However, in late summer and autumn, access to snail habitats (wet and poorly drained areas) should be restricted if possible, and sheep moved to new clean, drier pasture. Unfortunately, on the basis of widely circulated anecdotal reports of triclabendazole resistance, many farmers have abandoned the use of triclabendazole altogether, and have opted for autumn treatment with flukicides that are inappropriate for the treatment of acute fasciolosis.

The effectiveness of flukicide treatment on individual farms should be checked by taking dung samples before treatment and 3-4 weeks after treatment and submitting them for laboratory examination. This is best done in spring, when adult flukes producing eggs are likely to be present in the bile ducts. It is important for individual flock owners to be aware of the efficacy of triclabendazole (and indeed all anthelmintics likely to be used) in their own flocks, so that appropriate parasite control regimes can be developed in consultation with their veterinary surgeon.

Galba truncatula, intermediate host of liver flukes, on wet pasture

Unlike the situation with acute fasciolosis, the flukicides active against adult and late immature flukes (i.e. those present in the bile ducts) remain effective in NI, and should be used with sheep and cattle in the winter and spring months (particularly, in cattle, before turnout) to reduce contamination of spring pasture by fluke eggs.

Use of a flukicide with activity mainly against adult flukes may be sufficient in these circumstances, but if the recent trend of mild winters continues, out-wintered sheep will be liable to pick up acute infection much later than expected. Treatment of cattle will depend on the timing of housing and the effectiveness of particular flukicides against the fluke present on individual farms.

However the flukicide programme used has to be on a ‘know-your-farm’ basis and no one set of recommendations will cover all flocks or herds. Flukicide products and anthelmintic combinations containing closantel, nitroxynil, clorsulon, albendazole, and oxyclozanide are effective against adult flukes and are licensed for use in NI. Information on the spectrum of activity of individual products, host species suitability and meat and milk withholding times is available on the respective data sheets and must be considered before development of new treatment regimes. Flukicide treatment of ewes in late pregnancy should be avoided if possible.

Planorbid snails, intermediate host of rumen flakes

In recent years, due to a succession of unusually wet summers, stomach (rumen) flukes, Paramphistomum cervi, have become common in sheep and cattle in NI. The life cycle of rumen flukes is similar to that of Fasciola hepatica (5), but the intermediate snail host is aquatic, and is believed to spread unto pasture during periods of flooding, where infective metacercaria larvae may be deposited. Adult rumen flukes are less damaging to sheep and cattle than liver flukes, but heavy infections of immature worms may cause diarrhoea , ill-thrift and, exceptionally, death in young animals.

A number of deaths in young sheep and cattle due to massive burdens of immature paramphistomes migrating in the gastrointestinal tract have been recorded in Northern Ireland, in the last two years. The presence of mature paramphistomes in ruminants can be confirmed by laboratory examination of faeces samples.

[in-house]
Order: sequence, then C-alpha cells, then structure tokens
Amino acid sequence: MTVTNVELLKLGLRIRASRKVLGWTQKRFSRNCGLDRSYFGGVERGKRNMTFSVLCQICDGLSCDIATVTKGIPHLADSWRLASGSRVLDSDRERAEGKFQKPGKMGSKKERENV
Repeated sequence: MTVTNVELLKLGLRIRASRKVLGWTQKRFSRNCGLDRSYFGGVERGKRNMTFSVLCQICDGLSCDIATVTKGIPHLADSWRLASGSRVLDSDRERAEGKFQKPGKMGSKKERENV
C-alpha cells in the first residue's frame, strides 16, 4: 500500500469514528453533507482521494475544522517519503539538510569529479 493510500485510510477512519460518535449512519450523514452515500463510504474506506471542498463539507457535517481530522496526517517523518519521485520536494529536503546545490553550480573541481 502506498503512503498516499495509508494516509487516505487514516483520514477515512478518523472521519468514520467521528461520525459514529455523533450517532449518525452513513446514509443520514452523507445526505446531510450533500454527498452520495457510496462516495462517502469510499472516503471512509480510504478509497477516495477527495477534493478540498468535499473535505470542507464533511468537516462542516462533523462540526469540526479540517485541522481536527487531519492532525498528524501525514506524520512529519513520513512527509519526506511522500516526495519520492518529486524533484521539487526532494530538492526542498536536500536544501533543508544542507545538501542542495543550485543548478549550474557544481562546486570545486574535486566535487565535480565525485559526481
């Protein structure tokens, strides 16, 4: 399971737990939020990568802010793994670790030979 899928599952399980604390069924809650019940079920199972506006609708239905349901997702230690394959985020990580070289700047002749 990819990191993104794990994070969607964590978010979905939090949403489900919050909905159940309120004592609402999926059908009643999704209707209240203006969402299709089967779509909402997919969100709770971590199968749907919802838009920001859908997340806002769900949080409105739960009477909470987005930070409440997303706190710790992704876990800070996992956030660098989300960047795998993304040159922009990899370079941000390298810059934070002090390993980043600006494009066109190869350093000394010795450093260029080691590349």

The eggs of paramphistomes are similar in size and density to the eggs of Fasciola hepatica, but can be distinguished from them by colour. Remember that liver flukes, particularly in acute infections, are potentially a much more serious risk to the welfare and productivity of animals than stomach flukes.

The choice of flukicides to use in autumn must reflect this. Farmers should treat first with liver fluke in mind and second for rumen fluke. If need be, different treatments can be used for each parasite. At present the only products licensed for use in NI that are effective against paramphistomes (immature and adult) are those containing oxyclozanide (15mg/kg bwt has been reported as having 85 to 100 % efficacy against paraphistomes in the intestine and 100 % efficacy against paraphistomes in the rumen (6)). These products can also destroy adult liver flukes, but not the immature stages that cause acute fasciolosis.

The AFBI veterinary laboratories at Stormont and Omagh can assist veterinary surgeons by testing dung samples from livestock for evidence of liver and stomach fluke infection and can carry out blood tests to reveal liver damage associated with fluke infection. Further information on liver fluke disease in cattle and sheep may be found at:



  • Schweizer G, Braun U, Deplazes P, Torgerson PR. (2005), Estimating the financial losses due to bovine fasciolosis in Switzerland. Veterinary Record 157, 188-193
  • Flynn RJ, Mannion C, Golden O, Hacariz O, Mulcahy G. (2007), Experimental Fasciola hepatica infection alters responses to tests used for diagnosis of bovine tuberculosis. Infection and Immunity 75, 1373-1381
  • Boray JC, Crowfoot PD, Strong MB, Allison JR, Schellenbaum M, Van Orelli M, Sarasin G. (1983), Treatment of immature and mature Fasciola hepatica infections in sheep with triclabendazole. Veterinary Record 113, 315-317
  • Sargison ND, Scott PR. (2011), Diagnosis and economic consequences of triclabendazole resistance in Fasciola hepatica in a sheep flock in south-east Scotland. Veterinary Record 168, 159
  • De Waal T. (2010), Paramphistomum – a brief review. Irish Veterinary Journal 63, 313-315
  • Rolfe PF, Boray JC. (1987), Chemotherapy of paramphistomosis in cattle. Australian Veterinary Journal 64, 328-332